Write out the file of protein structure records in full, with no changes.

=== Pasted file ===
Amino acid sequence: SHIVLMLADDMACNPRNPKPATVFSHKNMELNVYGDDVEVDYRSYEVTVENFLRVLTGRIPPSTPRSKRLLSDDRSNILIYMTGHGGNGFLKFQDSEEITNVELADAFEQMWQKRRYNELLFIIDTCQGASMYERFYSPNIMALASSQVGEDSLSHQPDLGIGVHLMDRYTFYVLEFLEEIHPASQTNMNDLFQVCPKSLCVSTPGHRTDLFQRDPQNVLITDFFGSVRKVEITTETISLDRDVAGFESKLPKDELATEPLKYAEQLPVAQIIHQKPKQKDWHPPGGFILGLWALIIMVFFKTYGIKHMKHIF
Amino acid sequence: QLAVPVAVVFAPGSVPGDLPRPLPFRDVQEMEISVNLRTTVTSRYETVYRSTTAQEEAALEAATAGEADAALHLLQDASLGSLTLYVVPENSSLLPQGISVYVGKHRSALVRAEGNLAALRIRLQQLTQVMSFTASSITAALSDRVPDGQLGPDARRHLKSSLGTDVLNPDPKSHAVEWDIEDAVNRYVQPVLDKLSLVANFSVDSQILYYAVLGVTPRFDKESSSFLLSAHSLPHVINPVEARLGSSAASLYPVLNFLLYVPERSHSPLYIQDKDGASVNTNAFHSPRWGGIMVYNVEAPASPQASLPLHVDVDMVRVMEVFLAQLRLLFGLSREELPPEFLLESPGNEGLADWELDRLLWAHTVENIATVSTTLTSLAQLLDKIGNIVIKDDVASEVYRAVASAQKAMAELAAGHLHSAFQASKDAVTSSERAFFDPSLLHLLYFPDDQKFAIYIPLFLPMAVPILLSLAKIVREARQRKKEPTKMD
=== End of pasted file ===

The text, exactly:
Amino acid sequence: SHIVLMLADDMACNPRNPKPATVFSHKNMELNVYGDDVEVDYRSYEVTVENFLRVLTGRIPPSTPRSKRLLSDDRSNILIYMTGHGGNGFLKFQDSEEITNVELADAFEQMWQKRRYNELLFIIDTCQGASMYERFYSPNIMALASSQVGEDSLSHQPDLGIGVHLMDRYTFYVLEFLEEIHPASQTNMNDLFQVCPKSLCVSTPGHRTDLFQRDPQNVLITDFFGSVRKVEITTETISLDRDVAGFESKLPKDELATEPLKYAEQLPVAQIIHQKPKQKDWHPPGGFILGLWALIIMVFFKTYGIKHMKHIF
Amino acid sequence: QLAVPVAVVFAPGSVPGDLPRPLPFRDVQEMEISVNLRTTVTSRYETVYRSTTAQEEAALEAATAGEADAALHLLQDASLGSLTLYVVPENSSLLPQGISVYVGKHRSALVRAEGNLAALRIRLQQLTQVMSFTASSITAALSDRVPDGQLGPDARRHLKSSLGTDVLNPDPKSHAVEWDIEDAVNRYVQPVLDKLSLVANFSVDSQILYYAVLGVTPRFDKESSSFLLSAHSLPHVINPVEARLGSSAASLYPVLNFLLYVPERSHSPLYIQDKDGASVNTNAFHSPRWGGIMVYNVEAPASPQASLPLHVDVDMVRVMEVFLAQLRLLFGLSREELPPEFLLESPGNEGLADWELDRLLWAHTVENIATVSTTLTSLAQLLDKIGNIVIKDDVASEVYRAVASAQKAMAELAAGHLHSAFQASKDAVTSSERAFFDPSLLHLLYFPDDQKFAIYIPLFLPMAVPILLSLAKIVREARQRKKEPTKMD